Recommended if you like: Yin Zhen, white teas in general.

Rose bud tea

“Tea” refers to any drink made from the Camellia Sinensis plant so other drinks made from things such as herbs, flowers or fruit are called tisanes. This “tea” is made from whole rose buds and therefore it is a tisane.

See full rose buds in the tea pot below (side note: I replaced the tea pot I broke).

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There is a strong rose scent, this tea smells like rose perfume. It produces a pale yellowy green liquor.

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Brewing method: 100 degrees for 2-4 minutes

My brewing method: 100 degrees for 3 minutes

Taste: Like rose, obviously. Floral, slightly sweet.

Conclusion: Smells wonderful, I am not such a fan of the taste so I probably won’t make it again but I enjoy using flowers and herbs in cooking so I doubt the rest of the rose buds will go to waste.

Recommended if: you enjoy Jasmine tea or tisanes made from flowers.

Ya bao silver buds and Ya bao purple buds: a comparison.

Ya bao silver buds and Ya bao purple buds are both white teas comprised on sun dried buds. Ya bao silver buds is one of my favourite white teas (after bai mu dan, Yin Zhen Jasmine and Yin Zhen). I have never had purple buds before but I had a sample pack in my tea box and I saw a post on the r/tea subreddit about purple buds and some people (including me) wanted to know the difference. So here we go.

The packaging is virtually the same for both teas as for comparison I got them from the same seller. The teas are also from the same place Dehong, Yunnan, China.

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Silver buds, as the name suggests resemble silver buds.

 

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When brewed Ya bao silver buds tea has little colour to it and looks almost exactly the same as a mug of hot water. The picture below is the tea after I removed the silver buds which had been in the brewing basket for 4 minutes.

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Brewing method: 90 degrees, 3-4 minutes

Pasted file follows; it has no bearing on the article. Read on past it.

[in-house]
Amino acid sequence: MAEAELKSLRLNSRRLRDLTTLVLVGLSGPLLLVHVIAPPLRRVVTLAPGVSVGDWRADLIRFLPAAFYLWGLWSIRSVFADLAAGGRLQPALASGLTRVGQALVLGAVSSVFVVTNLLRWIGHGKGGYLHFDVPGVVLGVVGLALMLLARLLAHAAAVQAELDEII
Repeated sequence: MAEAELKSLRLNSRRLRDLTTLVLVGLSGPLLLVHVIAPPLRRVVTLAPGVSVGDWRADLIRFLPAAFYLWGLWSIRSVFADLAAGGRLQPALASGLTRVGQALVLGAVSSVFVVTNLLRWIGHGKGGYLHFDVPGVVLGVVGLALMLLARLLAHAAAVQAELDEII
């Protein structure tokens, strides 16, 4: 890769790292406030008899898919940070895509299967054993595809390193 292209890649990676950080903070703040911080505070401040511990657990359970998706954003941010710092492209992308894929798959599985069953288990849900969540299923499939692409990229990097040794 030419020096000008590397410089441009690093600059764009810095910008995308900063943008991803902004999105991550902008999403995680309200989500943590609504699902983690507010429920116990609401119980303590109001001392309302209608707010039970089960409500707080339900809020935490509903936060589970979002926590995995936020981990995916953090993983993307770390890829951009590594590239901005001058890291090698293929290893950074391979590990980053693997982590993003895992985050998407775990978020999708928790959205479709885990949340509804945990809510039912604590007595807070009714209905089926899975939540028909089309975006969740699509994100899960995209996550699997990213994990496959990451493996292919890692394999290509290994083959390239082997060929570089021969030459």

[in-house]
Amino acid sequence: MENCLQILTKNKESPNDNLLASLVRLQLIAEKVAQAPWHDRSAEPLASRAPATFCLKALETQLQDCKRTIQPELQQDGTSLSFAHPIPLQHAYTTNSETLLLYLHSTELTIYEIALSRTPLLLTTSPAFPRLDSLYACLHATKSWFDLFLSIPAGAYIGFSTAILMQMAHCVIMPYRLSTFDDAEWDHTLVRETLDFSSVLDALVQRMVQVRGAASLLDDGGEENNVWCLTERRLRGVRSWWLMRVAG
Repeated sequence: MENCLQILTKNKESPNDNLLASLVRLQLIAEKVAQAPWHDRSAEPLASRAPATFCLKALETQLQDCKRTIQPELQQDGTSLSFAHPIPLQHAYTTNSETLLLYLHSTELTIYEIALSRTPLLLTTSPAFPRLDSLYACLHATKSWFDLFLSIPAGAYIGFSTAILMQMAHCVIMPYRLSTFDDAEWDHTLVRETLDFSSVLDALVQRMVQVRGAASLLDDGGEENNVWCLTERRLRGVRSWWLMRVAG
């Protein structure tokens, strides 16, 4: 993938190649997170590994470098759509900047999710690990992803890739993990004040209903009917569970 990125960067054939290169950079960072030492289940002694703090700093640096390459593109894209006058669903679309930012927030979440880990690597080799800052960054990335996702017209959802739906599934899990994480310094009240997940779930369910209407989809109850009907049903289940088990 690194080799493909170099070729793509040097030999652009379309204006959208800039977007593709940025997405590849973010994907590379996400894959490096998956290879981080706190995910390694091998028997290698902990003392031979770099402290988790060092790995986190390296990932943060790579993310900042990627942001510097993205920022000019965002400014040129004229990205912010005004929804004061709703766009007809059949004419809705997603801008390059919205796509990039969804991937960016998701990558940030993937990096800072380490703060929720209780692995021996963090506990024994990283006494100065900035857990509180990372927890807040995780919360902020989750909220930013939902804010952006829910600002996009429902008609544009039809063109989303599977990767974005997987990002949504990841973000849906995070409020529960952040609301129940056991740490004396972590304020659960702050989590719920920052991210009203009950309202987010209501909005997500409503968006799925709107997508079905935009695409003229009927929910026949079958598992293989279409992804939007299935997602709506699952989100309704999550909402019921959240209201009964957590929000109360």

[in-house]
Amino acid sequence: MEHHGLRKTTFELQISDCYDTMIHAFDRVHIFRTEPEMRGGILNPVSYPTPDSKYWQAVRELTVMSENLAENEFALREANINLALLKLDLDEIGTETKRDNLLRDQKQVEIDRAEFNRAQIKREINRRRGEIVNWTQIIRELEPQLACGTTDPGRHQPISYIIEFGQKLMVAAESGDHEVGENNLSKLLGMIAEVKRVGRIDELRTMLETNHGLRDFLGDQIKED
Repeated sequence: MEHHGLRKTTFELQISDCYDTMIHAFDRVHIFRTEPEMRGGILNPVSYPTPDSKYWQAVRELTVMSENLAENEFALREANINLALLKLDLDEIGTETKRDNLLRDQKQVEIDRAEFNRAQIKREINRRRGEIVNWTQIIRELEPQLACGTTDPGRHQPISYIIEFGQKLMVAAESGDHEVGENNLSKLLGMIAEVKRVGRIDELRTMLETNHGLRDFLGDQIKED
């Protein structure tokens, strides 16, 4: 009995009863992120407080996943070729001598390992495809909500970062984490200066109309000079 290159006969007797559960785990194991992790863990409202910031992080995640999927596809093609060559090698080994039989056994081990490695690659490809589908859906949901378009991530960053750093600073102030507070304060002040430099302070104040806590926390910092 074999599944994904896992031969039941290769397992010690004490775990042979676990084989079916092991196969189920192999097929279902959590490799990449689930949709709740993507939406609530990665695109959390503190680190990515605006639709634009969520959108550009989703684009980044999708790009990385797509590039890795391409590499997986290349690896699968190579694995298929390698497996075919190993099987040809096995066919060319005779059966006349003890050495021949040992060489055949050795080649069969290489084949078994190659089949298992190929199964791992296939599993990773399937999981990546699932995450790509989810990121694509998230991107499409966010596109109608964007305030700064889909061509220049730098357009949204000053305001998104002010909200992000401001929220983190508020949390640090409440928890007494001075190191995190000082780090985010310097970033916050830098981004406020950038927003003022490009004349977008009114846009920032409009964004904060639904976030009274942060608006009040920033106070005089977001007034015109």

My brewing method: 90 degrees for 4 minutes.

Taste: A white tea with a subtle woody profile. It tastes a little like pu-erh except lighter.

Subsequent infusions: There is little change in the taste profile of this tea for the second and third infusions. The taste is pretty consistent and I got four infusions (including the initial one) out of this tea so it is quite good value.

The purple buds are more purple (and green) in colour than the silver variety.

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This tea develops a pale golden colour more characteristic of white teas than the silver buds clear almost water like liquor.

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Brewing method: 90 degrees for 3-4 minutes

My brewing method: 90 degrees for 4 minutes

Taste: The initial taste is hard to describe I think it is quite smoky which surprised me as the packaging for this brand is usually very accurate. The packaging does mention “complex taste” though doesn’t mention smokiness. The smokiness soon gives way to a sweeter profile more characteristic of white tea. There is very strong and very pleasant sweet after taste of peaches.

Subsequent infusions: The second and third infusions was less smoky and sweeter and more to my taste. I do not really like smoky tea ( I can’t stand lapsang souchong) so this was preferable.